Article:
Borrowing costs up

Stocks plunge on recession fears and rate hike

Bank of England
The Bank of England is fighting inflation (pic: Terry Murden)

London’s blue chips suffered their biggest one-day fall in three months, plunging more than 3% after the Bank of England raised interest rates and cut its growth forecast amid growing assumptions that the UK is now close to recession.

The Bank raised the cost of borrowing from 1% to 1.25% as it tries to control rampant inflation currently at 9% – the highest rate since the 1980s.

This latest hike – a fifth consecutive monthly rise – takes the base rate above 1% for the first time since 2009. It still leaves it at a historically low level, but will add to business and household costs at a time when prices of energy and other bills are going up. Audit, tax and advisory firm Mazars said it would add £929m to UK business costs.

The Bank believes GDP will fall by 0.3% in this quarter, compared to the 0.1% growth it had pencilled in previously, putting the country on the brink of a full-blown recession.

Analysts are increasingly certain that the Bank’s rate-setting monetary policy committee will go further next month, with a 0.5 percentage point rise on the cards. Three of the nine members voted for the larger rise today.

The uplift will add £18 per month to the cost of a £150,000 variable rate mortgage, though most home buyers took out fixed rate deals while money was cheap. The big shock may come if rates remain at this level when those deals end.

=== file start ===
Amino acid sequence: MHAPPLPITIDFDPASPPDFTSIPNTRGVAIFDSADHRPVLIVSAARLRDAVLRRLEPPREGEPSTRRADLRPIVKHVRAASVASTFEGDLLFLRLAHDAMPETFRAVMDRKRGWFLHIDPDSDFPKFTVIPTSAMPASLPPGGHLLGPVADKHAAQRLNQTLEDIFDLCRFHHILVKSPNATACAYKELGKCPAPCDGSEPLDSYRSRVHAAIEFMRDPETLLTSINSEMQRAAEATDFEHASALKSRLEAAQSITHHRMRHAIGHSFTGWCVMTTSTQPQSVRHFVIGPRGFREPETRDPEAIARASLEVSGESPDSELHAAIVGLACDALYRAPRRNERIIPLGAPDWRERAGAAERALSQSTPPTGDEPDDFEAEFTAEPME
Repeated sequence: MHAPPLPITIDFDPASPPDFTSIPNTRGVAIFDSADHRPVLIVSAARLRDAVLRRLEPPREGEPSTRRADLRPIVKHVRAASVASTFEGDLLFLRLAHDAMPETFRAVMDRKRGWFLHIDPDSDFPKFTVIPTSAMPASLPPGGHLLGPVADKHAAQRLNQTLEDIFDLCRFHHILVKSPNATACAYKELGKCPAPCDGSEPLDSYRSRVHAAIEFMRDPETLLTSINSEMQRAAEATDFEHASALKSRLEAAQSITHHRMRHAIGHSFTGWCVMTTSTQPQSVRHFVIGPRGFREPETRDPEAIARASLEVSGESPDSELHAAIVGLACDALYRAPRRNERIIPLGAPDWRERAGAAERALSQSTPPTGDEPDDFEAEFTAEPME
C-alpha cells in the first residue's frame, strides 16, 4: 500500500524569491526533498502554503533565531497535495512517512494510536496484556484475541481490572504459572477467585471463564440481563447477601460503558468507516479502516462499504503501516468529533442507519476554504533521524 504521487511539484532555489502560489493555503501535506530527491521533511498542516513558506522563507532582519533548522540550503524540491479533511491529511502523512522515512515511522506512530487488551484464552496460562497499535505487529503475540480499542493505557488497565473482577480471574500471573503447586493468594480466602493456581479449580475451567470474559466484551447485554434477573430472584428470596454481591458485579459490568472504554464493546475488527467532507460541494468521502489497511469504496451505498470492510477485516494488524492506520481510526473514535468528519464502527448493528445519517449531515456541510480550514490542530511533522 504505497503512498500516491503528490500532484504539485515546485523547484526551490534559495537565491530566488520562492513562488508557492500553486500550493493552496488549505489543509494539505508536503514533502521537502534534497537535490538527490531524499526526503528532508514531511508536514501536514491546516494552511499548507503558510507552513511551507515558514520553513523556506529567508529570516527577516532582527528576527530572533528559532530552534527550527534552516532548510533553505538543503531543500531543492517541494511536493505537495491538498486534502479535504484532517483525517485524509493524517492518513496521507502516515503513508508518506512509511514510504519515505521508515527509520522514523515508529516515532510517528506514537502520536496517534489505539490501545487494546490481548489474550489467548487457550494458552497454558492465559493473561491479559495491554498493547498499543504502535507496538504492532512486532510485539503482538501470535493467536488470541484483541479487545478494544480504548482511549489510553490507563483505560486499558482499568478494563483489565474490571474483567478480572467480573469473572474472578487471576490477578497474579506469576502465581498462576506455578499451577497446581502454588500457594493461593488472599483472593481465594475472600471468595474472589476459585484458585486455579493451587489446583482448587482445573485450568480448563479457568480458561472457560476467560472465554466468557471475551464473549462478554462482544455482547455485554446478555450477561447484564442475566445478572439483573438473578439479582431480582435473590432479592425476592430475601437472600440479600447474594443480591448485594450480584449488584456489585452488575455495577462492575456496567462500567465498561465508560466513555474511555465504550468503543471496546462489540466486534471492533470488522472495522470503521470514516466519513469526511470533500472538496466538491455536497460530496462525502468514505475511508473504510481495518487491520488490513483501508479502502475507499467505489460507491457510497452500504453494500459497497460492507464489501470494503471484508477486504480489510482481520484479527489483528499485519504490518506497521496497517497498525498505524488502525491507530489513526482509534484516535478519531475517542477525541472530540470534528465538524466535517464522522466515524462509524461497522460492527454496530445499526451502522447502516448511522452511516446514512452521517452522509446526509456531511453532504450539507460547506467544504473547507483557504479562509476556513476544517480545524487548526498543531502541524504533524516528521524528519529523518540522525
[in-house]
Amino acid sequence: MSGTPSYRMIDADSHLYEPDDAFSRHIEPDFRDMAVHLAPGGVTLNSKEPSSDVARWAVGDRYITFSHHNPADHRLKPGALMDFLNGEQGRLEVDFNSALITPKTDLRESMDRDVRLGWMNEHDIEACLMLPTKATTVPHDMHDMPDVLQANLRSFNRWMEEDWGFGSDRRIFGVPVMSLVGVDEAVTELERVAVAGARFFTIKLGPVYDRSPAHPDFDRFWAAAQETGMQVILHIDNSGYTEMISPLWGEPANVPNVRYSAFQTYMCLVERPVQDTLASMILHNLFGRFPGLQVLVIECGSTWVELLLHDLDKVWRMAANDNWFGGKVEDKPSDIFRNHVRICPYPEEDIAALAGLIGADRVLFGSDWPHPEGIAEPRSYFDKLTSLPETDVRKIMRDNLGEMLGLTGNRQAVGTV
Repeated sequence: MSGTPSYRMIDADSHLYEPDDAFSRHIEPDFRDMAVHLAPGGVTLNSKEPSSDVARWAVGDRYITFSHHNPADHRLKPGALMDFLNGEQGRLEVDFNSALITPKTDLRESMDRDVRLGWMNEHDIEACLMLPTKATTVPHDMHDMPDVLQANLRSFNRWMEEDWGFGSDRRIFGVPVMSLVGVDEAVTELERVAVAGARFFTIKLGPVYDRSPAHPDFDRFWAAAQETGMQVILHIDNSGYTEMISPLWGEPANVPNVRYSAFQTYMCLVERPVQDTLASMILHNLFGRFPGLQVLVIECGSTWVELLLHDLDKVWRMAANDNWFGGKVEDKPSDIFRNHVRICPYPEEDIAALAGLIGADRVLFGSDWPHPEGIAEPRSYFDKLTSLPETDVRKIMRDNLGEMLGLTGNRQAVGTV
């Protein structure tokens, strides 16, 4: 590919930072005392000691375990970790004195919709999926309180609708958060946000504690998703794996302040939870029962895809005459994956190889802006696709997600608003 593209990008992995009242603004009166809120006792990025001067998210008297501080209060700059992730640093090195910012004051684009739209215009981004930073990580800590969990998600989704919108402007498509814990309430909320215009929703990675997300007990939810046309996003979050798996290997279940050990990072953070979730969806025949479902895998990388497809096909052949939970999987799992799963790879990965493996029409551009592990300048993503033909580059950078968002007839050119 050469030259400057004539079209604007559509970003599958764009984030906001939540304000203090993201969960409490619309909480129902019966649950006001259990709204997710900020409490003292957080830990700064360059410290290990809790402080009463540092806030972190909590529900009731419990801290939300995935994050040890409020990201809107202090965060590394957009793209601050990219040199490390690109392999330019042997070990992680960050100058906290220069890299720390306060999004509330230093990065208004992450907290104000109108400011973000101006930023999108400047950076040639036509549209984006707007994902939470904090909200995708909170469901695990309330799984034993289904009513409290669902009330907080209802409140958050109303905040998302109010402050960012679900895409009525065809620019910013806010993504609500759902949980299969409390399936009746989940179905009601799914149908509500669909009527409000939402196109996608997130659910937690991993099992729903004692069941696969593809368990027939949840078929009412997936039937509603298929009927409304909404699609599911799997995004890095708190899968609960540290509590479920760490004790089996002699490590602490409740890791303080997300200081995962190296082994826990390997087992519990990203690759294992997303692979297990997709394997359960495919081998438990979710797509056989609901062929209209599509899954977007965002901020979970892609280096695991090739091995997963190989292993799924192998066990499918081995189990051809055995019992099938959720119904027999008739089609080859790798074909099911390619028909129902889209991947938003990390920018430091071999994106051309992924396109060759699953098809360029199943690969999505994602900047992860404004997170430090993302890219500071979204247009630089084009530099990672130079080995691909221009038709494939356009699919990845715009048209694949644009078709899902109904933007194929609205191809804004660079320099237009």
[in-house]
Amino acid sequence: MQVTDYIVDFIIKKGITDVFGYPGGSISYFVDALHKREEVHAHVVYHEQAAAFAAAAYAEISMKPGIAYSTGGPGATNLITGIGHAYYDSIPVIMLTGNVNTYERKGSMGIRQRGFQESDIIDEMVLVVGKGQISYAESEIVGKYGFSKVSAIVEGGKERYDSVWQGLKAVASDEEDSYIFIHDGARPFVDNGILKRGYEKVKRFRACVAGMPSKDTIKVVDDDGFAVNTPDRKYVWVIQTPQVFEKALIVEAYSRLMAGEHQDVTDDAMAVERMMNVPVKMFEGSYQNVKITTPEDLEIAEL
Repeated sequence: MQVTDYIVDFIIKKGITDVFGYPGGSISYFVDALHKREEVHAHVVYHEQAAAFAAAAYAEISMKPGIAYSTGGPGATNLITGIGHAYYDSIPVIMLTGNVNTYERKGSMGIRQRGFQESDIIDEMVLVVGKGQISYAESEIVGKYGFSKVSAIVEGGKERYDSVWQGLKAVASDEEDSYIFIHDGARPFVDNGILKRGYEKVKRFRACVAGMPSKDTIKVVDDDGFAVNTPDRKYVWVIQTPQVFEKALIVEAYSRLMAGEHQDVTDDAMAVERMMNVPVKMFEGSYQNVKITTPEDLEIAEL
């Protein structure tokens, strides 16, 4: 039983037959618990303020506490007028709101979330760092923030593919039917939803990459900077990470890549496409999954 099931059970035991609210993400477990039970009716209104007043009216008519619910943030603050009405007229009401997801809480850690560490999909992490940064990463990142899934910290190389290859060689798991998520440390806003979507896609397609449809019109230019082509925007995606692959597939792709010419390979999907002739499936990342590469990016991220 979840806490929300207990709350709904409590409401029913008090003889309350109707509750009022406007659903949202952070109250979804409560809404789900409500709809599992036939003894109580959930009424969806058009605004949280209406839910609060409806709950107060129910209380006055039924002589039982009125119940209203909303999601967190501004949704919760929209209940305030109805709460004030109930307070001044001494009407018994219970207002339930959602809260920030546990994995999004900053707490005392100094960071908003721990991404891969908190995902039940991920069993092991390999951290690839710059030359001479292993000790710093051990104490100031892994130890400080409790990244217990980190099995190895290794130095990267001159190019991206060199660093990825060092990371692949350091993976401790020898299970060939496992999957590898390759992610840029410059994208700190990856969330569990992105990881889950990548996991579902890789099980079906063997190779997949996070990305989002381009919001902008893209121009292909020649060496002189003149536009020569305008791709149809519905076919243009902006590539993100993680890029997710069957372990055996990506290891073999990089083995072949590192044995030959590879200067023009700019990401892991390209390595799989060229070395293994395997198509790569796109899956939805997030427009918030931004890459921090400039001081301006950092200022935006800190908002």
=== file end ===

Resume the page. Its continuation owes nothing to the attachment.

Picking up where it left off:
The FTSE 100 fell 228.43 points (3.14%) to close at 7,044.98 as investors rushed to sell stocks.

Housebuilders and consumer companies were among the biggest losers on the London Stock Exchange. Persimmon fell nearly 12% while JD Sports was 7.6% weaker.

Laith Khalaf, head of investment analysis, AJ Bell, said: “No-one should labour under the misapprehension that interest rate rises are going to do anything about eye-watering levels of inflation in the short term.

“Our inflationary problem is being driven by a supply shock to energy markets stemming from the conflict in Ukraine, and the ensuing sanctions, and no number of interest rate rises will solve that problem.

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“What the Bank is trying to do is head off second order inflationary effects becoming ingrained in the system and taking on a life of their own.”

Ahead of London’s close, Wall Street stocks were firmly in the red in early trade, reversing gains that followed the Federal Reserve’s 75 basis points increase in US interest rates on Wednesday.

It was the largest hike since 1994 and in a statement following its two-day meeting, the Fed said “overall economic activity appears to have picked up after edging down in the first quarter”.

It warned that “inflation remains elevated” and the invasion of Ukraine by Russia had created “additional upward pressure”.

The Fed’s benchmark federal-funds rate will now range between 1.5% and 1.75% and officials said they expected rates to rise to at least 3% this year.

Jerome Powell

Chair Jerome Powell, pictured, said the Fed intends to aggressively increase rates in order to bring prices back under control after some economists had predicted that inflation was peaking in the spring.

Last week the Labor Department sprung a surprise by revealing consumer prices were 8.6% higher in May than they were a year ago – a 40-year high – causing stock markets to plummet.

Wall Street moved higher, after five losing sessions, even through Mr Powell signalled that the central bank could raise rates again by the same magnitude next month.

Stocks would normally react negatively to aggressive central bank measures and the bullish response was attributed to Mr Powell’s cautious stance during the press conference.



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